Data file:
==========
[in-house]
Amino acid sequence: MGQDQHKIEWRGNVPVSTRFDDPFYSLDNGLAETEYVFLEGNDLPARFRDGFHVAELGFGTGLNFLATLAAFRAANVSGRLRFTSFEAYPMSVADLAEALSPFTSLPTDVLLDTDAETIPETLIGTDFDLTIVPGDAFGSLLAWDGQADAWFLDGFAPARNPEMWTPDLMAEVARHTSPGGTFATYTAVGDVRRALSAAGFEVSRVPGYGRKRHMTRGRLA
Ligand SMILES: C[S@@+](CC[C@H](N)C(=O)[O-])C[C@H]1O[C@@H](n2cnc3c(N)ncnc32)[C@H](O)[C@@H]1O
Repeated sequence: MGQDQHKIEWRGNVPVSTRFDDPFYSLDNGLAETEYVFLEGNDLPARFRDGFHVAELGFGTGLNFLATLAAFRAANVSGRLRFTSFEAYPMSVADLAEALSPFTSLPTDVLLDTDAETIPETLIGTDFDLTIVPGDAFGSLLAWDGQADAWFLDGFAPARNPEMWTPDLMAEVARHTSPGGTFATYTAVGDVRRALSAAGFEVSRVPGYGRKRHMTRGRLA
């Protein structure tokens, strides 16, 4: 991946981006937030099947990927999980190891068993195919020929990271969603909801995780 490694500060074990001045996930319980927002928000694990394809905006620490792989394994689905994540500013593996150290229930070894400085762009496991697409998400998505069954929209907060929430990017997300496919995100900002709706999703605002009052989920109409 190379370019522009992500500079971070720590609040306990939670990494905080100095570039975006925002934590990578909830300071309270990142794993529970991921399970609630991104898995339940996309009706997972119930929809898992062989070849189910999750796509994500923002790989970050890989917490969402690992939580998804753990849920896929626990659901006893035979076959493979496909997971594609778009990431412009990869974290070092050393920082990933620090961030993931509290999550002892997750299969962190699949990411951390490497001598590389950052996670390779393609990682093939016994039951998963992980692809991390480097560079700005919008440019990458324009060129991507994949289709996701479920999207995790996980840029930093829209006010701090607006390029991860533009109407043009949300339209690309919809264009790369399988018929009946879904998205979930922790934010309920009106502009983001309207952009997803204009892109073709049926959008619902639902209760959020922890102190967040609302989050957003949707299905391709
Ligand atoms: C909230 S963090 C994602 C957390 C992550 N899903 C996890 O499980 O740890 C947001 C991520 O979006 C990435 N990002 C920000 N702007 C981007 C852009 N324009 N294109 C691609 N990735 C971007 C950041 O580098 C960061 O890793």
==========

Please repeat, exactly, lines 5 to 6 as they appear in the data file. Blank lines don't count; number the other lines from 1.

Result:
């Protein structure tokens, strides 16, 4: 991946981006937030099947990927999980190891068993195919020929990271969603909801995780 490694500060074990001045996930319980927002928000694990394809905006620490792989394994689905994540500013593996150290229930070894400085762009496991697409998400998505069954929209907060929430990017997300496919995100900002709706999703605002009052989920109409 190379370019522009992500500079971070720590609040306990939670990494905080100095570039975006925002934590990578909830300071309270990142794993529970991921399970609630991104898995339940996309009706997972119930929809898992062989070849189910999750796509994500923002790989970050890989917490969402690992939580998804753990849920896929626990659901006893035979076959493979496909997971594609778009990431412009990869974290070092050393920082990933620090961030993931509290999550002892997750299969962190699949990411951390490497001598590389950052996670390779393609990682093939016994039951998963992980692809991390480097560079700005919008440019990458324009060129991507994949289709996701479920999207995790996980840029930093829209006010701090607006390029991860533009109407043009949300339209690309919809264009790369399988018929009946879904998205979930922790934010309920009106502009983001309207952009997803204009892109073709049926959008619902639902209760959020922890102190967040609302989050957003949707299905391709
Ligand atoms: C909230 S963090 C994602 C957390 C992550 N899903 C996890 O499980 O740890 C947001 C991520 O979006 C990435 N990002 C920000 N702007 C981007 C852009 N324009 N294109 C691609 N990735 C971007 C950041 O580098 C960061 O890793």